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Search for Two Escaped Convicts Continues; Police Officer Who Pulled Gun at Pool Party Resigned. Aired 8-9p ET

Aired June 9, 2015 - 20:00   ET


[20:00:05] ANDERSON COOPER, CNN HOST: Good evening. Thanks for watching.

We are live for the next two hours tonight because there are a lot of developments. We've just had a major development in the escape of these two fugitive murders, David Sweat and Richard Matt. Sweat, the cop killer on the left, Matt, the murder's torturing sadist on the right. The first inmates in more than a century-and-a-half to break out of Clinton correctional facility in far upstate New York.

Now, we begin tonight with breaking news about the role that investigators believe this woman, prison tailor Joyce Mitchell may have played in the escape. NBC News citing one of their local affiliate reports that she was hospitalized the day they broke out with, quote, "a case of the nerves." Her son, Tobey, spoke out today about his mom.


TOBEY MITCHELL, JOYCE MITCHELL'S SON: She is not the kind of person that is going to risk her life or other people's lives to let these guys escape from prison. She definitely wouldn't have an affair against my father and it definitely wouldn't be with an inmate. There's no truth to that.

UNIDENTIFIED FEMALE: There's a report out there that your mom went to the emergency room with a panic attack. Did that happen?

MITCHELL: Yes. She was in fact in the hospital that evening. I don't know the exact details. I just know that she was having severe chest pains and she was concerned about that. My mom, she worries a lot about everything, I mean, especially with me. People might say, well, no matter what, I wouldn't do that. Well, when you're put in a situation where a family member's friend or other family members might be threatened or at risk, do you a lot of things you wouldn't think to protect your family. And in my family, family always comes first.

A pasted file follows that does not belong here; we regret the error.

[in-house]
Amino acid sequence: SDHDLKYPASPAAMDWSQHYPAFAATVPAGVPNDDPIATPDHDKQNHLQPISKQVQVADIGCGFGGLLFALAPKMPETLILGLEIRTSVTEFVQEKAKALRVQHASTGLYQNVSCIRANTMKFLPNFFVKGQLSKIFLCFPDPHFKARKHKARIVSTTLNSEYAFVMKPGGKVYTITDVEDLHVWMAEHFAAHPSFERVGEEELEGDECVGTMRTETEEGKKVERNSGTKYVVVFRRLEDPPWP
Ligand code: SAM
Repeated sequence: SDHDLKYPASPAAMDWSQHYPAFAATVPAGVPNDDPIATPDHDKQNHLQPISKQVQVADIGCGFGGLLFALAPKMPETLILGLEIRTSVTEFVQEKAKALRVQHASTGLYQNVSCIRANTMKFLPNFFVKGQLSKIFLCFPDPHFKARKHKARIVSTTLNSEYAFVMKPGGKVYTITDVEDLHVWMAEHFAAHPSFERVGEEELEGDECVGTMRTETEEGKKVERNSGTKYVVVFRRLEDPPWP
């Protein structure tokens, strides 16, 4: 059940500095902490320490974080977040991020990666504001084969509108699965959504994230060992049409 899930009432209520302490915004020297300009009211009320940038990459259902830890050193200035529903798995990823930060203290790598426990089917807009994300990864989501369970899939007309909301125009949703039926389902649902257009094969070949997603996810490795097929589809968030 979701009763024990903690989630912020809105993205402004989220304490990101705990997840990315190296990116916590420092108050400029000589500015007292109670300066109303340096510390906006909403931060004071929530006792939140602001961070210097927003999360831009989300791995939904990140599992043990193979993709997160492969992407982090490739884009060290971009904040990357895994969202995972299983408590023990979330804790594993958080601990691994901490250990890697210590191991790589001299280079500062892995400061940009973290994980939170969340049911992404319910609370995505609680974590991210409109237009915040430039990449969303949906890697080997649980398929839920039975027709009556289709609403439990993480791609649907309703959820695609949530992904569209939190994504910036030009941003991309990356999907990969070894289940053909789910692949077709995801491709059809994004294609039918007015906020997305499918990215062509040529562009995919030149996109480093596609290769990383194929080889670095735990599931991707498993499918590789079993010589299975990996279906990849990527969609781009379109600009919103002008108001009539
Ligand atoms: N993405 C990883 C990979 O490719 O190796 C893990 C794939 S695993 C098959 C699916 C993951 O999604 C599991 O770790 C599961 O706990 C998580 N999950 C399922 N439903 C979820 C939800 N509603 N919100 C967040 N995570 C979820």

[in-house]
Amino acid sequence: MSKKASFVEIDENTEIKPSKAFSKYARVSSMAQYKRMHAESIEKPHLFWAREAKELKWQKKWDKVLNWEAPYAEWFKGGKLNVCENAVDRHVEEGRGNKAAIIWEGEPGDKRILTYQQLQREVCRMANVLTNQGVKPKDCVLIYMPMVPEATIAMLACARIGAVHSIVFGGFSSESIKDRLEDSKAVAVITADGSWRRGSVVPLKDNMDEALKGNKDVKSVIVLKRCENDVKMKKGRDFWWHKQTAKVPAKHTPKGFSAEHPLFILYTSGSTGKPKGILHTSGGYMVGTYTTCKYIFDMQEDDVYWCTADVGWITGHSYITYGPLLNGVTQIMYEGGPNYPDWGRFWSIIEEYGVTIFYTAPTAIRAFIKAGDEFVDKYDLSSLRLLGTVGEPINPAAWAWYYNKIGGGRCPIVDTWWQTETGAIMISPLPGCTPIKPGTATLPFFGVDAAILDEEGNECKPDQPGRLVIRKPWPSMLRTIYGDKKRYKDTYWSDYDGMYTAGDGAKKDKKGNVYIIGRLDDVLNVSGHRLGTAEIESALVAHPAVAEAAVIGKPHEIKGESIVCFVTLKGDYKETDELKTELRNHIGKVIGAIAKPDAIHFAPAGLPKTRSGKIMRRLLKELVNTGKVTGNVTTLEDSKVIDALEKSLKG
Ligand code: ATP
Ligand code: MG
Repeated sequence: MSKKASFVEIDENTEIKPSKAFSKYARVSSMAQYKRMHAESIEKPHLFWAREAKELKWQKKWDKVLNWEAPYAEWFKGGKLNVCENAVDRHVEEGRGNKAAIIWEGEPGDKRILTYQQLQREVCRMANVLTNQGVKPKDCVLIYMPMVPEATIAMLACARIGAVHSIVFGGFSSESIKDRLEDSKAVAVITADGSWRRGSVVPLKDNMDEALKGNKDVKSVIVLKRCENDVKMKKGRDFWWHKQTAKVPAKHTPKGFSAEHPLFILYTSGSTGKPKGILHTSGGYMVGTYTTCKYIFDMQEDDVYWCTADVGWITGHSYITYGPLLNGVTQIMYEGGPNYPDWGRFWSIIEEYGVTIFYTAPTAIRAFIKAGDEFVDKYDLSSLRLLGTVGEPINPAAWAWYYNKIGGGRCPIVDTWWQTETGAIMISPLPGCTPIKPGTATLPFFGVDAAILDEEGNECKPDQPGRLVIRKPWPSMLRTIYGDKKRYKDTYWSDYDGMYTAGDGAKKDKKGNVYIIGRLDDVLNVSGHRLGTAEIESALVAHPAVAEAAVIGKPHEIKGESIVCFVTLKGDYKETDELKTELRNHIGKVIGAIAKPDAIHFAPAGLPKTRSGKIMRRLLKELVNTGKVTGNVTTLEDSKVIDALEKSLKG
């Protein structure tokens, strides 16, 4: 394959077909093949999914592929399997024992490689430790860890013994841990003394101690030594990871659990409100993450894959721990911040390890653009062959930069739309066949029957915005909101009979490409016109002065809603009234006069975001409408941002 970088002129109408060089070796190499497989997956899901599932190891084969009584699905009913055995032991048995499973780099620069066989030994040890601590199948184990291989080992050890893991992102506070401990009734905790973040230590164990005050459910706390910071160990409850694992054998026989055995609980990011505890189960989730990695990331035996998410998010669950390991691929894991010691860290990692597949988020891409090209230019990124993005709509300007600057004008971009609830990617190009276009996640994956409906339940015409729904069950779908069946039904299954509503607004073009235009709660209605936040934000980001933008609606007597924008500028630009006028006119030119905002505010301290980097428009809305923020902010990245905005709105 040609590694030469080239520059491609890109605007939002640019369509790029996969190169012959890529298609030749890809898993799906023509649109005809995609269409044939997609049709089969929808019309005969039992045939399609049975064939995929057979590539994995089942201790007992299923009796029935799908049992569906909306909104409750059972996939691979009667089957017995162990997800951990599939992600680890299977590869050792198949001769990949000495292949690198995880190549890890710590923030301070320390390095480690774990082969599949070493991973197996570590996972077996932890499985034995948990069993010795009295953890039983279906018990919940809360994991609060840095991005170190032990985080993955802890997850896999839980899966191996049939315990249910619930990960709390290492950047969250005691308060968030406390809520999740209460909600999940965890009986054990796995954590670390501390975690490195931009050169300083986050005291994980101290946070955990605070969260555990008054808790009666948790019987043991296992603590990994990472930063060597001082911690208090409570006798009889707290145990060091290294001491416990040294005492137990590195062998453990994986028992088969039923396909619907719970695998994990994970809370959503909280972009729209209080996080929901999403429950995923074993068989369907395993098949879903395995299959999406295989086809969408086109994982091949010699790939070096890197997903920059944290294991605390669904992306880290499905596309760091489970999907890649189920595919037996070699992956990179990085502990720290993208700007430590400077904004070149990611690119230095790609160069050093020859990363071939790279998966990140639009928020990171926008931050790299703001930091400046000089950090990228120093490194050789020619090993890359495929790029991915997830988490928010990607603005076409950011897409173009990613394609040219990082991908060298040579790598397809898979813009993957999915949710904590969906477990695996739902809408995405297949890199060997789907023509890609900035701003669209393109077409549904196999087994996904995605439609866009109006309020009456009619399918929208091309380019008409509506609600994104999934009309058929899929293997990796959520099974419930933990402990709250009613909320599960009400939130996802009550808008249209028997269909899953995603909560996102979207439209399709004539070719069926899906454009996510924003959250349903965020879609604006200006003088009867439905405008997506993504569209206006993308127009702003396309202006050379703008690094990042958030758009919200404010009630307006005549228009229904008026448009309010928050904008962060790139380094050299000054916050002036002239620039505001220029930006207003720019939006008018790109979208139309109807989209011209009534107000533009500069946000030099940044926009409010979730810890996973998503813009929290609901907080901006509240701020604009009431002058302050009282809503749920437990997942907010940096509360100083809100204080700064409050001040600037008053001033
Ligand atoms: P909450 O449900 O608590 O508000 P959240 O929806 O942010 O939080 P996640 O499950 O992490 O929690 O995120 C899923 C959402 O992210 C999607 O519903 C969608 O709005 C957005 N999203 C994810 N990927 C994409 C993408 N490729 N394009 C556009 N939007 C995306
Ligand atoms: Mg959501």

UNIDENTIFIED FEMALE: Were there threats, Tobey?

MITCHELL: I have no idea.


COOPER: That was earlier.

Just moments ago as we said, a huge new development. Deborah Feyerick has the story. She joins us now.

So Deborah, this prison tailor, what do we know about the role she was supposed to play in these guys' getaway?

DEBORAH FEYERICK, CNN NATIONAL CORRESPONDENT: Well, that we're learning as she may have been the ride for these two fugitives. The woman was a civilian employee at the prison. She told investigators that she planned to pick up the two men after they broke out and sort of popped out, out of this manhole. But apparently she changed her mind.

Now, this is significant and it really explains, Anderson, why these two men who planned such an elaborate, elaborate escape from this correctional facility, why they're on foot. It is raining, it is dark and they, right now, they're probably, according to investigators, seeking shelter wherever they can and trying to lay low.